It should be no surprise to hear that diet and exercise are the cornerstone of a healthy lifestyle. But did you know a consistent exercise program does as much for you mind and your wallet as it does for your body? I was never able to control my eating habits, until I changed my exercise habits. I was raised (unintentionally) in sort of a competition for who could eat the most. And, when you are 25 – that’s just fine. But I was out of control. When I started exercising with intensity every day, it changed everything. I had the right motivation, Kate (to whom I owe so much) promised to help me with my food issues, and I started to see results. Seeing the results was an incredible motivator for me and it helped transition the discipline into habit." Read mor

 

 

NerdWallet When “Risk” Gets RealJuly 23, 2013 - NerdWallet - When "Risk" Gets Real

"There are a lot of risks in the markets, but the really big risks occur when everyone (institutional investors, individual investors and other market players) gets on the same side of the trade (for instance, dot.com in 1999, or housing in 2006). This occurrence is difficult to see, but there are certainly signs.

The biggest sign for me is when people talk about redefining risk.

In ordinary circumstances, we can tease out lots of different market risks (Investopedia lists two categories and six basic risks). They are: Credit, Country, Currency, Interest Rate, Politics, and Market risks. These are the risks that really matter to a portfolio, because they matter to companies in operation. When people build “diversified” portfolios, they are blending these different risks together, in the hope of smoothing out their portfolio’s zigs and zags. And, in a normal environment and over long stretches of time, this works beautifully." Read more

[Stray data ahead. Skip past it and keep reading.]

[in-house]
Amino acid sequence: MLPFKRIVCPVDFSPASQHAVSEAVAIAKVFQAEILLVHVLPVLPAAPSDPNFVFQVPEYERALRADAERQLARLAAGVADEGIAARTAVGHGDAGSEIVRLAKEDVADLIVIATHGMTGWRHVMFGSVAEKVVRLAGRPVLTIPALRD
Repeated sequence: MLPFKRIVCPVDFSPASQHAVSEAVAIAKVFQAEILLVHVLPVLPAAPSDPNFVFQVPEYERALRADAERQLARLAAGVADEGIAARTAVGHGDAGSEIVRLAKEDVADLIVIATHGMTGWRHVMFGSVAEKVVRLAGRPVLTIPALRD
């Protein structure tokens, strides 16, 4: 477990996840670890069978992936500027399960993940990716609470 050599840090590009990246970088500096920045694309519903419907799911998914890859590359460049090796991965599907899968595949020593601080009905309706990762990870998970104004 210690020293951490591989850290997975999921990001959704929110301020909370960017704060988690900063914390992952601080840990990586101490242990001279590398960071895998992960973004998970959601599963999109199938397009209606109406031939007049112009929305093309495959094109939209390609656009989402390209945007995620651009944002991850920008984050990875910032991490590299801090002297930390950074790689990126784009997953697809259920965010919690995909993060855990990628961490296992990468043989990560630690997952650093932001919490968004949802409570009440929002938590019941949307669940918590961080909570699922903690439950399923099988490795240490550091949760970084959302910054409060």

NerdWallet Life Stages: Transitioning From Human to Financial PotentialJuly 16, 2013 - NerdWallet - Life Stages: Transitioning From Human to Financial Potential

"Our lives are a transition between potentials. We start with immense human potential and end, hopefully, with a powerful and steady financial potential.

Human Potential

When we are born, everything we can do and will be lies before us – we have a tremendous human potential. We “own” nothing and all of our assets are in our ability to learn (at first), and innovate, produce and sell ourselves (at last). The more education (both academic and life experience) we get in our formative years, the greater our ability to transfer this human potential into a powerful financial potential—while at the same time enjoying everything life has to offer.